Look, this second guessing of the bullpen decisions of Boone are just flat out wrong. Let’s break them down one at a time:

    1. Leaving in Tanaka to start the fifth: You state that Tanaka “didn’t have it”, but that is just flat out a misrepresentation of events. He struggled in the first inning with the wind and rain and delay, but after that he was nails. He threw 28 pitches in the first inning, and then a total of 42 in the next three innings, where he cruised. Yes, he was lined up to face the top of the order for the third time, but he’d handled Lindor and Hernandez up to that point (no credit to Hernandez for a oppo bloop double in the first) and was ONLY at 70 pitches. He’s also a post-season monster. I had no issue with leaving him in there.

    2. Removing Britton in the 7th: Britton is not a multi-inning guy. He’d just walked two guys in a row, so he’d obviously lost the strike zone. He was at 24 pitches. And the next scheduled hitter was Jordan Luplow (inexplicably pinch hitting for Naylor). Three things about Luplow – he murders LHP, he can’t hit RHP, and he can’t hit high velo fastballs, especially from RHP. So, on paper, the Loaisiga matchup vs. Luplow is much more attractive than a tired Britton – Luplow matchup. It’s also VERY clear that Boone plans to use Johnny Lasagna as a late-inning short man, taking the spot of Tommy Kahnle. If you don’t like that, fine. But that is the move he is planning to make. So, if you want to argue about giving Loaisiga high leverage innings, that’s fine. If you want to argue that Britton should have stayed in the game, that just isn’t fine.

    3. Bringing back Loaisiga in the 8th: See above reasoning. Johnny L is officially in the circle of trust, and that is for two reasons – Ottavino has pitched his way OUT of the circle of trust, and Kahnle is hurt. You absolutely DO NOT want to start the 8th inning of a tie game with Chapman (remember, the Yankees weren’t the desperate team here, Cleveland was). BUT, I LOVED LOVED LOVED that he went to Chapman in that spot and not some other lower quality reliever (like Holder, for example) when Loaisiga got in trouble. You use your BEST in the playoffs. This is a huge improvement for Boone, and I loved to see it.

    Now, the Yankees absolutely dodged a bullet in rallying in the ninth against Hand, because the worst thing in the world would have been to use all of your power relievers for extended work and lose the game anyway. But Cleveland had already depleted their quality arms in the bullpen except Hand anyway. They basically only had Oliver Perez left. But, the Yankees were only in the spot they were in because of two things, and NEITHER of them had anything to do with Boone’s decision making – the two terribly called for sliders thrown (one by Green to Ramirez, one by Loaisiga to Luplow) that resulted in the two two-run doubles that actually made this game close. Have we not learned the lesson that Mark Wohlers made clear to the world in October 1996 – when you throw close to 100, don’t mess with the slider…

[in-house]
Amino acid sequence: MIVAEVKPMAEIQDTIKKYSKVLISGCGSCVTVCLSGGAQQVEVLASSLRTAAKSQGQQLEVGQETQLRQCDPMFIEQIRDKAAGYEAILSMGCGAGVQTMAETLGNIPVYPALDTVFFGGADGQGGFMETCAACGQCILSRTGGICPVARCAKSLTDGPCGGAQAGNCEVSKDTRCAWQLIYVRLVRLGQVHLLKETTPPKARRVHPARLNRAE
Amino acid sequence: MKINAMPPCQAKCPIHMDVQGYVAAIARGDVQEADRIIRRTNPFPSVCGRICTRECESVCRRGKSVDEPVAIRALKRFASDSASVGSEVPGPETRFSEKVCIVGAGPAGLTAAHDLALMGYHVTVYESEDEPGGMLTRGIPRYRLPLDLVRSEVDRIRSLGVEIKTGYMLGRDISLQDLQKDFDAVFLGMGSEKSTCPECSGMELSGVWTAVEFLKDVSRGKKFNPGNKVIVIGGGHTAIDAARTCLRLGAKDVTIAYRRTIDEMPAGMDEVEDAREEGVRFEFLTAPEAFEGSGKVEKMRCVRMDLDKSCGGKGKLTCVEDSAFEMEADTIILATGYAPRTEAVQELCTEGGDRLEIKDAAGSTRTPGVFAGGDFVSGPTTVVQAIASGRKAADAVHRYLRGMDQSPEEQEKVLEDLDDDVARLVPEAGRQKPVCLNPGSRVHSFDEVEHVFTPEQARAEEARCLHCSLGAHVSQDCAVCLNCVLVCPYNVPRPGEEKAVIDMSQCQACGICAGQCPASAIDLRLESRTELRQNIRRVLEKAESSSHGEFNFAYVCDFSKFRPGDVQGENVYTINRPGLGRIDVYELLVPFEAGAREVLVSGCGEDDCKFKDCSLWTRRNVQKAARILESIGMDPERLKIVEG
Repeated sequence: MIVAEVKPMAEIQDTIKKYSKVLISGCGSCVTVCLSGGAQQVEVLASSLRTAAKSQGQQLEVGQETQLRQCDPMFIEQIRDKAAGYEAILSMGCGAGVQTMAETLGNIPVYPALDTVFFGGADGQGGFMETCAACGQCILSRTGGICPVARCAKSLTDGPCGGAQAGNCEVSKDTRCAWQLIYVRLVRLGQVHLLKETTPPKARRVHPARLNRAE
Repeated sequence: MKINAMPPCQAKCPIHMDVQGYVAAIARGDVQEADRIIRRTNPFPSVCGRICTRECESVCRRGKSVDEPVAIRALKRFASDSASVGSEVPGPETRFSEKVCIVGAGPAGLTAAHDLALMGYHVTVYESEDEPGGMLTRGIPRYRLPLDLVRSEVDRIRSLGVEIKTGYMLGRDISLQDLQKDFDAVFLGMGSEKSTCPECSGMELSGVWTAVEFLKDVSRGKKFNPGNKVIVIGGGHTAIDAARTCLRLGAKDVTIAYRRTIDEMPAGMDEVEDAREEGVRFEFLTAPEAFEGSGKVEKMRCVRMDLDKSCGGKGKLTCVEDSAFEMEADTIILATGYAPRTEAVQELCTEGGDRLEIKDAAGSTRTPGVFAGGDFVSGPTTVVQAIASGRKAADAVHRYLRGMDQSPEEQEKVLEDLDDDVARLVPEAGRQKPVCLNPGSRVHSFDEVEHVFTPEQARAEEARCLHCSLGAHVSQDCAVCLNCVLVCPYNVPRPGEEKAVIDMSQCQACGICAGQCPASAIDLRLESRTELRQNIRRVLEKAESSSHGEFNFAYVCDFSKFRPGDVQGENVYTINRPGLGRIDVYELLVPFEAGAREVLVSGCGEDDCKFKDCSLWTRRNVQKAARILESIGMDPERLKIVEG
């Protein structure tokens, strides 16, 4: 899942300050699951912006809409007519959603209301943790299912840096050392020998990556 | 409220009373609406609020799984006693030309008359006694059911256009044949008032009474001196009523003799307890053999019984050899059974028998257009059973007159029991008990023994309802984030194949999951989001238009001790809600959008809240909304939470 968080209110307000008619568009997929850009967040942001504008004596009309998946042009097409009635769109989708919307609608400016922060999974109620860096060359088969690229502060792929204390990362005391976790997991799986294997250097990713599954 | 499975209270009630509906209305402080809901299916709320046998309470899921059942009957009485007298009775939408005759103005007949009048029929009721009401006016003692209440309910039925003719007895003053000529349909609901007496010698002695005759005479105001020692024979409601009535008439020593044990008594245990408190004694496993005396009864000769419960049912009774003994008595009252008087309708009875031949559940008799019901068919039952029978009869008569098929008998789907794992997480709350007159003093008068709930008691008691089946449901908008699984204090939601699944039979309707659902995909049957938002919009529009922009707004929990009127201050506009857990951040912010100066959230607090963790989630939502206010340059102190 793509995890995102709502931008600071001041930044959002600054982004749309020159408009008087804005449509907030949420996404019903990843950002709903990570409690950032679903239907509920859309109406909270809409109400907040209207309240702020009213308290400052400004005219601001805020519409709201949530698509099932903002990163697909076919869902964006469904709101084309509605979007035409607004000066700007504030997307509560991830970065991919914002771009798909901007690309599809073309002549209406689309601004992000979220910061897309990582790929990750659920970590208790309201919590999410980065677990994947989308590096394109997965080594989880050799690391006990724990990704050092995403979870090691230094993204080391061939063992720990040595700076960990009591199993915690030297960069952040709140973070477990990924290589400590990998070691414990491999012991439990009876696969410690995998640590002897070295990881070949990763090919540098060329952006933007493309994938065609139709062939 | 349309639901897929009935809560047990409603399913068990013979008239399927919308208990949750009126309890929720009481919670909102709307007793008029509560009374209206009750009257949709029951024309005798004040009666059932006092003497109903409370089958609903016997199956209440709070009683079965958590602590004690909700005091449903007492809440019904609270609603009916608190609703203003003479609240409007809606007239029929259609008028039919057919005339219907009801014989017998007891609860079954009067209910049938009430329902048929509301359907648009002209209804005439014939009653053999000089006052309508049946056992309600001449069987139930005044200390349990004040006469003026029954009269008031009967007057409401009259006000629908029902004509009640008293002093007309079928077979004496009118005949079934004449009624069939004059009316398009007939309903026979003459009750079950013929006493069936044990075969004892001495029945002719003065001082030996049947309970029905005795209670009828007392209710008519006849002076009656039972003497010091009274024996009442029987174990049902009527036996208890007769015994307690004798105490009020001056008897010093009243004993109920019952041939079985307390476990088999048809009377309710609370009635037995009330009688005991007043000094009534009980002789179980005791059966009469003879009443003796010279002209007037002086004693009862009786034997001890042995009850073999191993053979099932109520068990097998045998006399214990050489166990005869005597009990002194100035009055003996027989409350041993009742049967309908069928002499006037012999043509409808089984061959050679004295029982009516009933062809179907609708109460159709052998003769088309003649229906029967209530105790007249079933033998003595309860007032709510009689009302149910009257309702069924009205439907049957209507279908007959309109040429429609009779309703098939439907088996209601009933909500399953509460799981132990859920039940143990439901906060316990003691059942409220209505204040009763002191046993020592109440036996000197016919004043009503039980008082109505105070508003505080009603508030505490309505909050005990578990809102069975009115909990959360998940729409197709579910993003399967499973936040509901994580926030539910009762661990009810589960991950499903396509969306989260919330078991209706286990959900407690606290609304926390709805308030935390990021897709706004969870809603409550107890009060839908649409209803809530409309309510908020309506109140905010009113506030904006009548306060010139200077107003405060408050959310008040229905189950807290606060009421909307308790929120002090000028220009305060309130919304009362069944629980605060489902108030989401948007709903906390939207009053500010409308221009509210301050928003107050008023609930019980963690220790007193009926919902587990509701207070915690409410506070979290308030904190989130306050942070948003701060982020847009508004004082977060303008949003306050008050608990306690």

• Thank you for this. I was especially going to comment on the Luplow thing. Completely unfair to criticize Boone for that.

      B-Ref keeps crashing on me, so I can’t get the combined stats, but here’s Luplow vs. RHP:

      2019: .216/.274/.299
      2020: .122/.265/.293

      Not only that, but Naylor had been either the Indians best or 2nd-best hitter across the two games. And Britton had walked the last two batters and we all know how quickly Britton can lose all control of the strike zone, and that’s not something that is going to be magically fixed by facing a lefty rather than a righty.

      Alomar brings in a righty with extreme splits, and Boone counters to bring in someone who counteracts those extreme splits. And Alomar doesn’t go back to bring in a different batter in response (I can’t remember who their options were and, honestly, I can’t be bothered to look). Boone took his chances with a righty who throws mid-to-upper 90s against a righty who can’t hit righties. It didn’t work, but that doesn’t make it the wrong decision. It’s on Loaisiga for not being able to get Luplow out, especially once he got to two-strikes.

    • JG (Ben Francisco)

      He left Tanaka and Loaisiga in a batter too long each.